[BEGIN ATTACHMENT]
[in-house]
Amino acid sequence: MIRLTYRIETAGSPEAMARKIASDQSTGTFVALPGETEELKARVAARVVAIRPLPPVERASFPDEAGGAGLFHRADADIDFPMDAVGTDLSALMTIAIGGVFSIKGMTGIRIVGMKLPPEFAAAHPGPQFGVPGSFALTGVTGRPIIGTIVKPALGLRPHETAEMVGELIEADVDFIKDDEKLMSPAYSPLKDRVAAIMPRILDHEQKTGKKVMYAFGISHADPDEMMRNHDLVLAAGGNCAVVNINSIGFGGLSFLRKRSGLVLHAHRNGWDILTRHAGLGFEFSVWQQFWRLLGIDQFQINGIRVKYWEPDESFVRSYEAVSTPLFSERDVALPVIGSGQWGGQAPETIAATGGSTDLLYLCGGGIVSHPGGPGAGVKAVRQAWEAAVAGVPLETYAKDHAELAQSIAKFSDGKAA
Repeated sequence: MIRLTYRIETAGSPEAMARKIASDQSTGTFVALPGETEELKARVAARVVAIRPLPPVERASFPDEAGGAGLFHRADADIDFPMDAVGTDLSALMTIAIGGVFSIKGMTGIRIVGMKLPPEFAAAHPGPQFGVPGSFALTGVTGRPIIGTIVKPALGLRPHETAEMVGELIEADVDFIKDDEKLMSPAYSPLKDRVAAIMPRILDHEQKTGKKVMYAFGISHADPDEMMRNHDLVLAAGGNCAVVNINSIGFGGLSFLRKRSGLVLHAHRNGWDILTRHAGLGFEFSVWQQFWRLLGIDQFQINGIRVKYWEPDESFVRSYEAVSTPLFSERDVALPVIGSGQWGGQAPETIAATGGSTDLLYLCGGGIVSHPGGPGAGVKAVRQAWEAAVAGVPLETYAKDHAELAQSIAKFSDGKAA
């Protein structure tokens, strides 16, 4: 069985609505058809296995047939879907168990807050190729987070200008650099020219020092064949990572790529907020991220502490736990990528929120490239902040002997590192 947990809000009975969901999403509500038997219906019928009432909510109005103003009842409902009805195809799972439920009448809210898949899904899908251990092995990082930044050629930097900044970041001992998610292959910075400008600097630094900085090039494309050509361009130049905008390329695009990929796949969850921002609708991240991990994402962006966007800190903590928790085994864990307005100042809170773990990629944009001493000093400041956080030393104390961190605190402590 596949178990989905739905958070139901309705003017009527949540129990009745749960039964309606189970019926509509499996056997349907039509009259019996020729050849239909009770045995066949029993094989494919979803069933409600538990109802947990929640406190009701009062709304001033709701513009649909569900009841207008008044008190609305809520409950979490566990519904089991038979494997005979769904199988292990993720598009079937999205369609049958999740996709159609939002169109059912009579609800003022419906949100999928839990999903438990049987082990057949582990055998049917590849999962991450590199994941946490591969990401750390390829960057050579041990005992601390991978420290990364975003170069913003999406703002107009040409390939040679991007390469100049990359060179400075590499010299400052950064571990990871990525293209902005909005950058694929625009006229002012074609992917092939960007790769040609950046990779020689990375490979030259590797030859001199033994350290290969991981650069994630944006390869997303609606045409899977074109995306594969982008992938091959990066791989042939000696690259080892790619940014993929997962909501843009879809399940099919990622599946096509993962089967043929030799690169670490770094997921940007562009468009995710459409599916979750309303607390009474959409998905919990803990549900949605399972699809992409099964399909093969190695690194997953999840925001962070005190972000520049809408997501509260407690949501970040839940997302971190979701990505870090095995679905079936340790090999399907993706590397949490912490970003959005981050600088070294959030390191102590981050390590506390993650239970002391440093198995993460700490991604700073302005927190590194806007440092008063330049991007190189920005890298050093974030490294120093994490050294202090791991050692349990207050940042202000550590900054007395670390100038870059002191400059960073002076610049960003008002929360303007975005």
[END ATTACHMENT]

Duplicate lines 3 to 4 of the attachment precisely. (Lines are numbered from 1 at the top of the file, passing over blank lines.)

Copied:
Repeated sequence: MIRLTYRIETAGSPEAMARKIASDQSTGTFVALPGETEELKARVAARVVAIRPLPPVERASFPDEAGGAGLFHRADADIDFPMDAVGTDLSALMTIAIGGVFSIKGMTGIRIVGMKLPPEFAAAHPGPQFGVPGSFALTGVTGRPIIGTIVKPALGLRPHETAEMVGELIEADVDFIKDDEKLMSPAYSPLKDRVAAIMPRILDHEQKTGKKVMYAFGISHADPDEMMRNHDLVLAAGGNCAVVNINSIGFGGLSFLRKRSGLVLHAHRNGWDILTRHAGLGFEFSVWQQFWRLLGIDQFQINGIRVKYWEPDESFVRSYEAVSTPLFSERDVALPVIGSGQWGGQAPETIAATGGSTDLLYLCGGGIVSHPGGPGAGVKAVRQAWEAAVAGVPLETYAKDHAELAQSIAKFSDGKAA
């Protein structure tokens, strides 16, 4: 069985609505058809296995047939879907168990807050190729987070200008650099020219020092064949990572790529907020991220502490736990990528929120490239902040002997590192 947990809000009975969901999403509500038997219906019928009432909510109005103003009842409902009805195809799972439920009448809210898949899904899908251990092995990082930044050629930097900044970041001992998610292959910075400008600097630094900085090039494309050509361009130049905008390329695009990929796949969850921002609708991240991990994402962006966007800190903590928790085994864990307005100042809170773990990629944009001493000093400041956080030393104390961190605190402590 596949178990989905739905958070139901309705003017009527949540129990009745749960039964309606189970019926509509499996056997349907039509009259019996020729050849239909009770045995066949029993094989494919979803069933409600538990109802947990929640406190009701009062709304001033709701513009649909569900009841207008008044008190609305809520409950979490566990519904089991038979494997005979769904199988292990993720598009079937999205369609049958999740996709159609939002169109059912009579609800003022419906949100999928839990999903438990049987082990057949582990055998049917590849999962991450590199994941946490591969990401750390390829960057050579041990005992601390991978420290990364975003170069913003999406703002107009040409390939040679991007390469100049990359060179400075590499010299400052950064571990990871990525293209902005909005950058694929625009006229002012074609992917092939960007790769040609950046990779020689990375490979030259590797030859001199033994350290290969991981650069994630944006390869997303609606045409899977074109995306594969982008992938091959990066791989042939000696690259080892790619940014993929997962909501843009879809399940099919990622599946096509993962089967043929030799690169670490770094997921940007562009468009995710459409599916979750309303607390009474959409998905919990803990549900949605399972699809992409099964399909093969190695690194997953999840925001962070005190972000520049809408997501509260407690949501970040839940997302971190979701990505870090095995679905079936340790090999399907993706590397949490912490970003959005981050600088070294959030390191102590981050390590506390993650239970002391440093198995993460700490991604700073302005927190590194806007440092008063330049991007190189920005890298050093974030490294120093994490050294202090791991050692349990207050940042202000550590900054007395670390100038870059002191400059960073002076610049960003008002929360303007975005």